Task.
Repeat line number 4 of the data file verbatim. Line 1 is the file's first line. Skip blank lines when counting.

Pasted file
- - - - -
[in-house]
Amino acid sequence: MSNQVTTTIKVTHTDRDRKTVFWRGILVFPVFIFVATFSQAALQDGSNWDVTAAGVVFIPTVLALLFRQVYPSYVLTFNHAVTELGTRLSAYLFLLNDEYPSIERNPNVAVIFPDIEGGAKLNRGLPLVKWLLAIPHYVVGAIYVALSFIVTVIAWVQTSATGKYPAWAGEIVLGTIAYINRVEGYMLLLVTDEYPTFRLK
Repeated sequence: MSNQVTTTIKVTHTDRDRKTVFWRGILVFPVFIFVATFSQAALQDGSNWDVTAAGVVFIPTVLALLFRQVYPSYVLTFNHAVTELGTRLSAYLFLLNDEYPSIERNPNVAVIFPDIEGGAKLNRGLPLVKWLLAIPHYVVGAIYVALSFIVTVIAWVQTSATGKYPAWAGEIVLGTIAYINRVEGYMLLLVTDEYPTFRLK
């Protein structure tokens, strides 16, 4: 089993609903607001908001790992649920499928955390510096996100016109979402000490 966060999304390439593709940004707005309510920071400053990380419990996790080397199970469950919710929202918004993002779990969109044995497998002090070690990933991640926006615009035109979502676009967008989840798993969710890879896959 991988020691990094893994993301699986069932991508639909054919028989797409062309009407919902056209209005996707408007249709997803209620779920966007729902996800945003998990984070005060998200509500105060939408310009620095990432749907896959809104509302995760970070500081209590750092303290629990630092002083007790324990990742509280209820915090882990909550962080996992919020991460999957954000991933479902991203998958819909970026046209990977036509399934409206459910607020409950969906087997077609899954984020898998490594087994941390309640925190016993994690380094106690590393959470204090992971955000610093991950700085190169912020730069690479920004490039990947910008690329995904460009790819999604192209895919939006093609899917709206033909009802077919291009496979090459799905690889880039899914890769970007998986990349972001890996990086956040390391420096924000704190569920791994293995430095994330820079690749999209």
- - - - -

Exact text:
């Protein structure tokens, strides 16, 4: 089993609903607001908001790992649920499928955390510096996100016109979402000490 966060999304390439593709940004707005309510920071400053990380419990996790080397199970469950919710929202918004993002779990969109044995497998002090070690990933991640926006615009035109979502676009967008989840798993969710890879896959 991988020691990094893994993301699986069932991508639909054919028989797409062309009407919902056209209005996707408007249709997803209620779920966007729902996800945003998990984070005060998200509500105060939408310009620095990432749907896959809104509302995760970070500081209590750092303290629990630092002083007790324990990742509280209820915090882990909550962080996992919020991460999957954000991933479902991203998958819909970026046209990977036509399934409206459910607020409950969906087997077609899954984020898998490594087994941390309640925190016993994690380094106690590393959470204090992971955000610093991950700085190169912020730069690479920004490039990947910008690329995904460009790819999604192209895919939006093609899917709206033909009802077919291009496979090459799905690889880039899914890769970007998986990349972001890996990086956040390391420096924000704190569920791994293995430095994330820079690749999209």